Mother India 2015

She is 48. She hails from Bihar, a state that sadly connotes poverty and true to that conception she belongs to an extremely poor family. Her husband is a poor Brahmin who survived by being the local priest. His flock belongs to the poorest of the poor. I presume she was married when her sisters on the other side of the fence are still playing with dolls or learning the art of being a teenager in a world replete with gadgets and gizmos. And when they are about to experience their first love, she is already a mother. She soons learns the art of going to sleep hungry or worse lulling her hungry baby to sleep. By the time her rich sister steps out of school she is a master in the art of surviving.

It is not hard to imagine her life. Her village is one of those that get flooded over and over again, when bunds break, or water is released from higher regions, or when the river itself change courses. She would have had to rebuild her life each time to see it washed away again and again. She would have lived through droughts looking at the parched land and the unyielding sun. And yet every year she would have stood in cold water worshipping the same sun in the hope that her family would be provided for. From sunrise to sunset her life would have been dictated by the wants and the needs of her family. She also must have mastered the art of neglecting her health and hiding her pain as there was no place for her ailments in her hard life. A quick and hushed visit to the local shop for a pill prescribed by the shopkeeper to keep the nagging pain away. But for how long.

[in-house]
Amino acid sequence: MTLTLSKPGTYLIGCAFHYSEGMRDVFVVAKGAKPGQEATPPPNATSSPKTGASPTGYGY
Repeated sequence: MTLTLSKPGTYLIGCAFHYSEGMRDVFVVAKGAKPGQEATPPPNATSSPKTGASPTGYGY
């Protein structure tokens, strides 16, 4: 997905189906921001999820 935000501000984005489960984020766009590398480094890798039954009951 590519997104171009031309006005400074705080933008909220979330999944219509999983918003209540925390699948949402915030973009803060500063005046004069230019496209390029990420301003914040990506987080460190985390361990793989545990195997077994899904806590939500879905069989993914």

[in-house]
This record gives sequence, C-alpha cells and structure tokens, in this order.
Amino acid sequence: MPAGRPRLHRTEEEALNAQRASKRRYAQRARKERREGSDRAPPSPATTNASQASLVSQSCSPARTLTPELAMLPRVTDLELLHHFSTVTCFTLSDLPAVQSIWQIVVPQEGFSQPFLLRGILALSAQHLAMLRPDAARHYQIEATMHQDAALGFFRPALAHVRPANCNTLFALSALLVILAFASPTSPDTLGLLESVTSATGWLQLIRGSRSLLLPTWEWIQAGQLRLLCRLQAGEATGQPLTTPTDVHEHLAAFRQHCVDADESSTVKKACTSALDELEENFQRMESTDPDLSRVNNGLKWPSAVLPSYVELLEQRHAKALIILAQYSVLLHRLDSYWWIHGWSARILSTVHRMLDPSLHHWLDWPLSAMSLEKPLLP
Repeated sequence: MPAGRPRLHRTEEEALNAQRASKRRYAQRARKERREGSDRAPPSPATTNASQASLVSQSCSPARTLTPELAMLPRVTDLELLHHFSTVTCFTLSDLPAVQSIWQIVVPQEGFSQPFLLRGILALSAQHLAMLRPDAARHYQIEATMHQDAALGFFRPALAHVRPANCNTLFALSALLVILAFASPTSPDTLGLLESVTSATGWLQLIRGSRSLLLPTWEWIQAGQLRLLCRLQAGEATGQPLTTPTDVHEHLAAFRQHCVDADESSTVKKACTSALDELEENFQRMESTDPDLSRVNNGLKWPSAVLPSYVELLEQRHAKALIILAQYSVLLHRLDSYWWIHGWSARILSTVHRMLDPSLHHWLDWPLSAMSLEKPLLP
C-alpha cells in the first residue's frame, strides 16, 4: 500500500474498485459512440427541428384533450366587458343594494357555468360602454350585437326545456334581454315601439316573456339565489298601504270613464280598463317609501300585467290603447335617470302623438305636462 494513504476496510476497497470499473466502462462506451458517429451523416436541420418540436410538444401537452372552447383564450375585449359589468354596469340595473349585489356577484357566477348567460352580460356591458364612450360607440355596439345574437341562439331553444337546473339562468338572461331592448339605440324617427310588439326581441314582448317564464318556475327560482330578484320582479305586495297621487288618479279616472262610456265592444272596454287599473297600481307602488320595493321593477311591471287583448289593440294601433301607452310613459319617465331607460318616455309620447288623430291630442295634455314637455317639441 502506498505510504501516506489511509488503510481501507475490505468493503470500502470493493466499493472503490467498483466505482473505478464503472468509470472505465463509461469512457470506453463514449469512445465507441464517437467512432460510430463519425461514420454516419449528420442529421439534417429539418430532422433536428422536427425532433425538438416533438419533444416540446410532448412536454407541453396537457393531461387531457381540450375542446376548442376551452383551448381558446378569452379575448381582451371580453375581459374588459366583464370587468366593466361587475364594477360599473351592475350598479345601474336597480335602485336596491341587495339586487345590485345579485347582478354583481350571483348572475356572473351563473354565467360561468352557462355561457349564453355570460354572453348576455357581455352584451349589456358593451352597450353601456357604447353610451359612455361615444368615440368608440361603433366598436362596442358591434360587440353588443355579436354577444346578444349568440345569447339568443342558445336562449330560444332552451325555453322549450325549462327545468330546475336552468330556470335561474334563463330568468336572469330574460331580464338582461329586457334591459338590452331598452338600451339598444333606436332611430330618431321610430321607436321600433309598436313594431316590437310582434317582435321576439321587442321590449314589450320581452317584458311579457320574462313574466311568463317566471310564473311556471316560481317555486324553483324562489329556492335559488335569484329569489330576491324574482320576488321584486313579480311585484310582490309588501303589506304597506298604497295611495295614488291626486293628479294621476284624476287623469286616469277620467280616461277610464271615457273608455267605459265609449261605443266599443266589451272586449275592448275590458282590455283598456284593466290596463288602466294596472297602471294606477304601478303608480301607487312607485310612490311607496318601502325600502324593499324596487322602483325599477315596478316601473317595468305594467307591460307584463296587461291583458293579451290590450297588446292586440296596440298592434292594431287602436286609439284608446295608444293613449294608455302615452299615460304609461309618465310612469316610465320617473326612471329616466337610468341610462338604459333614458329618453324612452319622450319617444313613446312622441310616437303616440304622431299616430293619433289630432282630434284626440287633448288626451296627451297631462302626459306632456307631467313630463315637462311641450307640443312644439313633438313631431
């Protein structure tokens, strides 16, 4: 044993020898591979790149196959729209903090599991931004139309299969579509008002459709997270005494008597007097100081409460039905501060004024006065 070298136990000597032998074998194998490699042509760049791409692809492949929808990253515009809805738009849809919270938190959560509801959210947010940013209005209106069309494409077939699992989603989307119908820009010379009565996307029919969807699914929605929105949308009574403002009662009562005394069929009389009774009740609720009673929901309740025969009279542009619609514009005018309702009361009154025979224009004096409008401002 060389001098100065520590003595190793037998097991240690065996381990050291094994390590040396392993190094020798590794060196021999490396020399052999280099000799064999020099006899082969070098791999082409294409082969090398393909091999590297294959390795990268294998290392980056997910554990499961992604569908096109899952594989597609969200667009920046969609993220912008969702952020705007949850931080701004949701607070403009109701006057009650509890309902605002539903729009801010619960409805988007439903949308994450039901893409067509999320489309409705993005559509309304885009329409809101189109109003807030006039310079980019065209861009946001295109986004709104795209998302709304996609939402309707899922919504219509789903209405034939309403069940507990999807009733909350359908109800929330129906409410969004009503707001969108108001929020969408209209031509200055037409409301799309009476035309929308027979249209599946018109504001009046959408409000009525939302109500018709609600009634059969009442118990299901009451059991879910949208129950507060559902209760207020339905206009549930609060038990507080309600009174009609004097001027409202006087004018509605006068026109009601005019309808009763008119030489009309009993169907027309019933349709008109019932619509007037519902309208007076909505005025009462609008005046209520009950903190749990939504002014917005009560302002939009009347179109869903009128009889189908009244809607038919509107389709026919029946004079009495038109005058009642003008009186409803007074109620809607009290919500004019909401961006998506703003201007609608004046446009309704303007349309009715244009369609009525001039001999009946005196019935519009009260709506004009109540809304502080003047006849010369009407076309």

One day it all became unbearable and the secret had to be shared. There must have been umpteen visits to the local quack, the small town quack, the district hospital. Then the verdict: she had to be taken to Delhi, to the hallowed All India Institute where every needy Indian lands when all else fails.

That is where she lies today stunned and bewildered; unaware of the reality: she has advanced ovarian carcinoma that needs surgery. Her family has been handed an estimate: a whopping 1 lac 50 thousand (150000) Rupees, a sum they have never seen. I guess that even if they sold all their belongings they would not be able to garner the amount.

As she lies helpless on a hospital bed, her husband is running from pillar to post dazed and helpless. Where does he find the equivalent of 2500 US$ and the rest needed for the expensive cancer treatment that lurks unrevealed around the corner. I guess it is all in the hands of the Sun she worshipped for years.

My heart goes out to them in more ways than one as I am a cancer spouse survivor. I know the futility of the treatment propose but also know that to family like hers modern medicine is the panacea to all ills. Had I had the money, I would have given it to them, not so much for the cure but more so that the husband would not feel that he had failed her. I shudder to think what I would have felt had I not got the funds to buy all the cornucopia that I fed Ranjan. I would give it so that her children and grandchildren would not bear the guilt of not having been able to help her. I would have given it so that the family did not fall deeper into the debt trap. But I have no money. I can only add my prayers to hers.